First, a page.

No, you can not haz cheezburber— and no, I don’t want to hear you nom nom nom it down. Yes, you can have some of my candy, but no–you can not have “all of the” candy. “Y U NO LIKE MEME?!?”, you ask? No dear friend. It’s not that I don’t like the memes. Memes are like a big inside joke among geeks and the rest of the world isn’t cool enough to understand. What I am not amused by is the lack of grammar and the purposely-horrible spelling. When I hear a 20 year old speak, I expect some form of sentence structure. O RLY? Is that cute? No. Not really.
I will accept the usual short hand of w/ or w/o when it comes to the 140 character limit on twitter. I’ll even go so far as to allow your LOLs and BRBs. Standard shorthand while chatting on the web has become as common as words like “hello”. I will not tolerate the word pwned, pwnage, or any variation of the term. Don’t even think about uttering IRL. If you need to differentiate between your internet life and “real” life—I think you should put down the cheese curls and Mountain Dew, and start to get a little concerned with your social habits.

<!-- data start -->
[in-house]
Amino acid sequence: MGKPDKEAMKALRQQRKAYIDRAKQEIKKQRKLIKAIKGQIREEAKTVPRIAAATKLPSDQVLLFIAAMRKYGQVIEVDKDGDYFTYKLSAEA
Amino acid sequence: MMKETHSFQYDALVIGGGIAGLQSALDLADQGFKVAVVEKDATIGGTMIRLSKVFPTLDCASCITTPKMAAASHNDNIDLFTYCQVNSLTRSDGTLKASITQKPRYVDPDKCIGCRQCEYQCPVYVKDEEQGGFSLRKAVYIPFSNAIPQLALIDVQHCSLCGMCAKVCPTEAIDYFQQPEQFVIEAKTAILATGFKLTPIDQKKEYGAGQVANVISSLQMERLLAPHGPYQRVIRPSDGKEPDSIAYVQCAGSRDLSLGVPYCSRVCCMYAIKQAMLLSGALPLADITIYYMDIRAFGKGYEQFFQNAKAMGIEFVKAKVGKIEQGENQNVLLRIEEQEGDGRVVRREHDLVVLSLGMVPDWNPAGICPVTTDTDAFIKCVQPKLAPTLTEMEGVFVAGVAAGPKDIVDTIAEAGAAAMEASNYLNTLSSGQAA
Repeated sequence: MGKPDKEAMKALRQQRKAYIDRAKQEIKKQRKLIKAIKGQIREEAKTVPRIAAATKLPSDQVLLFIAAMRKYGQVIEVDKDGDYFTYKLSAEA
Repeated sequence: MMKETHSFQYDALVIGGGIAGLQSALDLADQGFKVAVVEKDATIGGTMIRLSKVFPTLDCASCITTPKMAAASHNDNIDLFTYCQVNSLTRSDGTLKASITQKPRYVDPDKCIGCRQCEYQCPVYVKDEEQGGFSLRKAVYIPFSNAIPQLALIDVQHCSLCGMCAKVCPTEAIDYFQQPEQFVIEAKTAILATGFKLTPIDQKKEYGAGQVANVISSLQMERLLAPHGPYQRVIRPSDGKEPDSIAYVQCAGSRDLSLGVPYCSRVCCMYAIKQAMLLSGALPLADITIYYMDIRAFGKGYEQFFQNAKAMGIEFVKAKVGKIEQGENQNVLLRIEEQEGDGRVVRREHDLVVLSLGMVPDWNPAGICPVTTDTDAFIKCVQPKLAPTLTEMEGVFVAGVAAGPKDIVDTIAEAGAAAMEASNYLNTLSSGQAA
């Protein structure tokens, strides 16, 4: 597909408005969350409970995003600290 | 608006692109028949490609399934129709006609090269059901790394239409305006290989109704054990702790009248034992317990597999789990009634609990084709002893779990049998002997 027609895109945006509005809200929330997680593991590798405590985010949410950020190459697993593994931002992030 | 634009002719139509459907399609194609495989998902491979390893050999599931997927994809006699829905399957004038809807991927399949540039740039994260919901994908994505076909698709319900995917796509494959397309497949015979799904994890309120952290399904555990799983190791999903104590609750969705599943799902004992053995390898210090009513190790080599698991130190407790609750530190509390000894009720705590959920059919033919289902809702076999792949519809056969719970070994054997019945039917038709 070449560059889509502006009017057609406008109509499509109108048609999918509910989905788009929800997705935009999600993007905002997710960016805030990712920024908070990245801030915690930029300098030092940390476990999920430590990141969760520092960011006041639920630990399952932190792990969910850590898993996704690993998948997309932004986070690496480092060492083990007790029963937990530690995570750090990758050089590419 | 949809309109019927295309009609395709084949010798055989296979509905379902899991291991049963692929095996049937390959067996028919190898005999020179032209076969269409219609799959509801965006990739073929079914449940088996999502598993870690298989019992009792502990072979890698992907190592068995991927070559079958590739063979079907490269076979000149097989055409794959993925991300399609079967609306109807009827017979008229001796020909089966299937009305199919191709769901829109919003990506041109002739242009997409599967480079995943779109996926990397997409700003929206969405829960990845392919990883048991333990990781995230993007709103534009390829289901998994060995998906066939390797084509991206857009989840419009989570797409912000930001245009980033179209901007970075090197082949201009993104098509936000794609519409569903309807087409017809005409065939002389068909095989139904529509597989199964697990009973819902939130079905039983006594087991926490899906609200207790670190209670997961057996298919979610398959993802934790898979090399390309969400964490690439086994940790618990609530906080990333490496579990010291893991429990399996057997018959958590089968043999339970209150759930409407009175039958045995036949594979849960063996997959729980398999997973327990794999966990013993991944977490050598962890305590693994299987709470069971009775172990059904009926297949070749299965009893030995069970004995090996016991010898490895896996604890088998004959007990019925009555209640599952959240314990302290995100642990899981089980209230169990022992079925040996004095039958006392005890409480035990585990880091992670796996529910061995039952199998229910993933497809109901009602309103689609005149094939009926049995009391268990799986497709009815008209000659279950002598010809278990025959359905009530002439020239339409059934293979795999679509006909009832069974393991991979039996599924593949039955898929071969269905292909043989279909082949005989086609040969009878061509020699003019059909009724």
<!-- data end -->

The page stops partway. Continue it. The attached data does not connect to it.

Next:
Totes are socks. The word is totally, which you probably shouldn’t be using anyway unless you’re living on the West Coast—or a 15 year old girl. Are you trying to get your Masters? No? Then I don’t want to hear that you fail! Also, I’m pretty sure there is no such thing as an epic fail in the United State’s grading system. Things like that are only yelled at to little Japanese children by their Tiger Moms.
We give the internet so much permission to control our lives. It tells us where to go. It helps us fall into various rabbit holes researching various useless topics. Don’t let internet language and grammar take away your ability t write and communicate like intelligent people. I can accept it in a joke, or plastered onto a colorful photo with a robin placed in the middle.
If you stop using this internet jargon I will take you seriously, not srsly. I can’t take it anymore! Fo realz!